(they measured the average time a order was open)

    And they calculated that they would save about 10 to 40M Euro a year on man hour's world wide and 1900 Euro's on power with the new servers.
    (think they did it for the power savings, they will brake even in 150y ^_^)

    Not bad for 280.000 Euro upgrade, replacing the 12 servers of the old database server, for 2 new SSD ones working mirrored (holding 4 cards each), 2 identical spare ones and 2 HDD based backup servers.

    There was a usually average backlog of about 2 days for ordering stuff, that went down to now 2 hours in one month.
    (don't think they are hiring in the purchase department :-)

    Ware it use to be a pain using SAP, specialy if you did complex searches, taking up sometimes up to 1min (usually used for a coffee break, costing even more time ;-), you now have the info for the same data back in under 3sec, and all the normal data from average from 3~5 to less then 1sec.
    (it was like upgrading from a old dial-up to cable)

    So yeah enterprise costumers don't really look at the price I think
    Reply
  • Etsp - Tuesday, May 31, 2011 - link

    Inquiring minds would like to know. Like you stated in the article that while 8 of these in RAID-0 is a neat trick, it's entirely unpractical. Would they be able to provide any details on other RAID configurations that this device supports? RAID 10 Perhaps? Is additional hardware required to support RAID? Reply
  • pvdw - Saturday, June 04, 2011 - link

    Remember to think ENTERPRISE. I think this would make for a really good web "read" caching server for an ISP or file download service.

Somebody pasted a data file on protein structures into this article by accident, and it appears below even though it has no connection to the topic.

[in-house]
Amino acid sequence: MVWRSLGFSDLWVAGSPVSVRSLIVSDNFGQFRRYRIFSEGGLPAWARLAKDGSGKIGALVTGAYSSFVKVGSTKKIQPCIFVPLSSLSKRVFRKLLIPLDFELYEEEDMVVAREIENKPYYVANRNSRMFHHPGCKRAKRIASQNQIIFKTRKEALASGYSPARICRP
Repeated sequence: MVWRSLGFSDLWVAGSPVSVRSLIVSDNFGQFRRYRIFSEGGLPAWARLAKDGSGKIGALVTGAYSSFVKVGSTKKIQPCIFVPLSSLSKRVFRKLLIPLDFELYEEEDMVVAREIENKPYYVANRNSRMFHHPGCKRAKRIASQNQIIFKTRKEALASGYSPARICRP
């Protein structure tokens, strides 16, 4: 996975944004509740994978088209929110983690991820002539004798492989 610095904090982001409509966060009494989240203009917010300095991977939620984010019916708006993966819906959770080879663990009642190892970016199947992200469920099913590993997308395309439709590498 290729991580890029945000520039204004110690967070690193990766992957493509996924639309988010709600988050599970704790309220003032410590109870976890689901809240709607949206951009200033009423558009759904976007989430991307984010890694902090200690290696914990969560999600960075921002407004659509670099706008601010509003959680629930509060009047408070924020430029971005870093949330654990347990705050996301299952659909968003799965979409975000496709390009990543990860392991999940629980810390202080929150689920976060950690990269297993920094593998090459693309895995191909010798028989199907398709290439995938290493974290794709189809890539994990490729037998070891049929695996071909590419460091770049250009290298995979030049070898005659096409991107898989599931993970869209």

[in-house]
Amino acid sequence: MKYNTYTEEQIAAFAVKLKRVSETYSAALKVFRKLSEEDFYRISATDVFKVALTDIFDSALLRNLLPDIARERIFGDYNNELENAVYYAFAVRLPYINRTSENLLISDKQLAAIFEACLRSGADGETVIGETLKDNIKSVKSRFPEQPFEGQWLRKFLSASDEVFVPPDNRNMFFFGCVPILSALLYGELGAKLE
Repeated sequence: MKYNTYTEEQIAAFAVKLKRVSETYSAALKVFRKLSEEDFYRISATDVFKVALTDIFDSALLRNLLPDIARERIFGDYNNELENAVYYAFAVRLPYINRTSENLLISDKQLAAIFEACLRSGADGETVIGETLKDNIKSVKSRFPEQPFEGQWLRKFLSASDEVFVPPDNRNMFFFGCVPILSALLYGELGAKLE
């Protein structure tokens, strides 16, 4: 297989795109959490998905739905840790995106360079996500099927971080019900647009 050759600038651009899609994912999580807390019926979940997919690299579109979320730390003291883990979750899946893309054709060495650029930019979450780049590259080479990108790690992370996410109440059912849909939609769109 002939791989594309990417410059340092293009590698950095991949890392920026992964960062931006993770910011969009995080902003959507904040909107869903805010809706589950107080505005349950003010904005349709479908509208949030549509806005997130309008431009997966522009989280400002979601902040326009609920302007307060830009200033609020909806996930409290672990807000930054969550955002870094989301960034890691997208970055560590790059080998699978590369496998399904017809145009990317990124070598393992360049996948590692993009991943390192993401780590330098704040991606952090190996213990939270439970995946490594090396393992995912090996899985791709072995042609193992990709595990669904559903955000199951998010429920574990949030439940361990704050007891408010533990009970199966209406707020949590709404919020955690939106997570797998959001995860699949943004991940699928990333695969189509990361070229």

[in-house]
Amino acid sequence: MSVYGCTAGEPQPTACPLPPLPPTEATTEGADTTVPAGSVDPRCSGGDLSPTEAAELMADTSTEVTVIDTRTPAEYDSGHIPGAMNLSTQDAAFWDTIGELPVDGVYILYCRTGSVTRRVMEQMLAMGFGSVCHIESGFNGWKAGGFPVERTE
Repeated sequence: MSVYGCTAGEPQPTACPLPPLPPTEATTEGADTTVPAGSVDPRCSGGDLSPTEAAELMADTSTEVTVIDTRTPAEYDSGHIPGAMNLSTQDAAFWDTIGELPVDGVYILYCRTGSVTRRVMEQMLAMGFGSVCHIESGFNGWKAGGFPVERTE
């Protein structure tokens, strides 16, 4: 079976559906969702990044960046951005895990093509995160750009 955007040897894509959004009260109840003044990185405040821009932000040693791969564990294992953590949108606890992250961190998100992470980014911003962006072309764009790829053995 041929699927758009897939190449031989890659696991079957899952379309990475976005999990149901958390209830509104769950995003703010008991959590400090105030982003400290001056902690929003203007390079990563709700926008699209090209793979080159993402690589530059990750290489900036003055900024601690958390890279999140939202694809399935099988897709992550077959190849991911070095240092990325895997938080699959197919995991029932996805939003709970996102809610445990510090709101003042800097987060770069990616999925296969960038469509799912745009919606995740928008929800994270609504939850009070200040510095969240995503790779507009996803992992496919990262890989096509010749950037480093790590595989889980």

Or how about when you already have 10 load-balanced DB or web servers and need more IOPS?

    Or how about multi-layered decision support for a teradata DB?

    I'm sure others can come up with more scenarios where data loss isn't really that important.
    Reply
  • dac7nco - Tuesday, May 31, 2011 - link

    That has LSI written all over it.

    Daimon
    Reply
  • neotiger - Tuesday, May 31, 2011 - link

    The RevoDrive supports TRIM? Does Z-Drive?

    Also any pricing information?
    Reply
  • JasonInofuentes - Tuesday, May 31, 2011 - link

    Pricing probably won't roll out for sometime, and it will be geared at enterprise so this isn't going to come close to affordable for most users.

    TRIM? Not behind a RAID.
    Reply
  • neotiger - Tuesday, May 31, 2011 - link

    >TRIM? Not behind a RAID.

    Not true.

    RevoDrive uses RAID and it has TRIM.
    Reply
  • Casper42 - Tuesday, May 31, 2011 - link

    I don't know the internal design, but this has Fusion IO competition written all over it.

    And as far as what customers could afford to use it (afford the data loss I mean), just go look at pretty much any Fusion IO Marketing slick and you have your answer.

    I have seen them personally be installed for Data Mining (Pull a subset of data from a different DB Server that has the redundancy you need) and then run an Analytics package against it to look for trends. And when it comes to Primary DB duties, there are numerous functions that don't require absolute redundancy in place, like Indexes and TempDB.
    Reply